CHO urges sanitation to combat diseases PDF Print E-mail
Thursday, 07 April 2016 11:52


The City Health Office has issued a health advisory on wash and sanitation yesterday afternoon urging residents to observe good hygiene and safe water storage practices to avoid gastrointestinal illnesses.

In his statement to the local press Monday, April 4, City Health Officer Dr. RodelinAgbulos reported a rise in the number of gastrointestinal complaints in the City.

“We can already hear a lot of complaints of gastroenteritis, maga LBM, again, related to sanitation, related to lack of water, personal hygiene, and el agua ta toma sila. We do not know el source of water ta saka sila, or even the food, how to prepare, the handling and the storage of food,” Agbulos said.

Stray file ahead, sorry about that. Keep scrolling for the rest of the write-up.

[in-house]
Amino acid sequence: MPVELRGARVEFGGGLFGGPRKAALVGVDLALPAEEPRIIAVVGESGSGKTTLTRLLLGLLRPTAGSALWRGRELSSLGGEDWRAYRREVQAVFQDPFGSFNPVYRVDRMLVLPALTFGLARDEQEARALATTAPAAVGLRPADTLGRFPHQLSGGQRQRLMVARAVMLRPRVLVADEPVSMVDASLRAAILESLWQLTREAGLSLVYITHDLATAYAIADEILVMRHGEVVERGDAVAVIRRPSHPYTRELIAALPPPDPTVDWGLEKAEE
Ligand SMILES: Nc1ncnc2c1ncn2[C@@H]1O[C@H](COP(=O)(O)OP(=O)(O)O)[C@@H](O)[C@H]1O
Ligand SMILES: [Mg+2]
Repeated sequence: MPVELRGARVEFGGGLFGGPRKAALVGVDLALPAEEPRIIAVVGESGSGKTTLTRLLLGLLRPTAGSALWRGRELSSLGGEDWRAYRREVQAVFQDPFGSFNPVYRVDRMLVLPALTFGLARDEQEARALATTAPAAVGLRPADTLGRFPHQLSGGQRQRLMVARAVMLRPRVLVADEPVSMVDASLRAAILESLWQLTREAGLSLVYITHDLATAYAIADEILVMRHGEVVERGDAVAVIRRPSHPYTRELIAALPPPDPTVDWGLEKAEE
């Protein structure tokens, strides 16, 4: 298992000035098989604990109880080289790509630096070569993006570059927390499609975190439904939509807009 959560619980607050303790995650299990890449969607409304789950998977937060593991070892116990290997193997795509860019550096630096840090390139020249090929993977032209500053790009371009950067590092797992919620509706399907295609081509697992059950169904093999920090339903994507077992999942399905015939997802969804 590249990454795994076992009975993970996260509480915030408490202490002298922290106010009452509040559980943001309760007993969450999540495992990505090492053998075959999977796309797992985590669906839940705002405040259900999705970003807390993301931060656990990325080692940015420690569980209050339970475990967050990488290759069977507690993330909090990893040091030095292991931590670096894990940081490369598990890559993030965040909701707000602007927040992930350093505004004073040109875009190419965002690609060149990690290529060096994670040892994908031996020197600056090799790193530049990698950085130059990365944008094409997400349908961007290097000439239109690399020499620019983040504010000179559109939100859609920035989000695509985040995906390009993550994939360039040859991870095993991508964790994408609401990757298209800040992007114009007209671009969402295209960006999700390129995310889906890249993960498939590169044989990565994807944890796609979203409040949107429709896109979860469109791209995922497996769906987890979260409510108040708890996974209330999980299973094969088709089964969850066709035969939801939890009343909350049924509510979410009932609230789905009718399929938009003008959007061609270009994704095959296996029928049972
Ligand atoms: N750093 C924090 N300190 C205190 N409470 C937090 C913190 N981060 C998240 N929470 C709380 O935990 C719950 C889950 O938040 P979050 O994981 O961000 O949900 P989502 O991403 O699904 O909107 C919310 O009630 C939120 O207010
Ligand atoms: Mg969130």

To avoid diarrhea and other gastrointestinal illnesses, the City Health in its advisory counseled residents to practice good personal hygiene and frequent hand washing, and to be careful of what they eat and drink. Residents were also urged to maintain the cleanliness of areas used primarily for food preparation and storage.

Moreover, the City Health Office encourages residents to boil their water prior to drinking and to using it in food preparation.

According to the Zamboanga City Water District (ZCWD), there is an expected rise in diarrhea because stored water loses its residual chlorine within 24 hours, making it more susceptible to causing diarrhea and other gastrointestinal diseases.

“Chlorine residual dissipates after 24 hours. Water rationing is every other day so by the time water comes in, the stored water no longer has residual chlorine,” said Engr. Alejo Rojas, Assistant General Manager – Operations of ZCWD said.

The ZCWD called on residents to clean water storage containers regularly as water stored for more than 24 hours is more susceptible to causing diarrhea and gastrointestinal illnesses. Water stored should be boiled or treated with chlorine to maintain .3 ppm residue.

Rojas said the ZCWD will be working closely with the City Health Office to monitor the cases of diarrhea and other water-borne diseases. – Jasmine Mohammadsali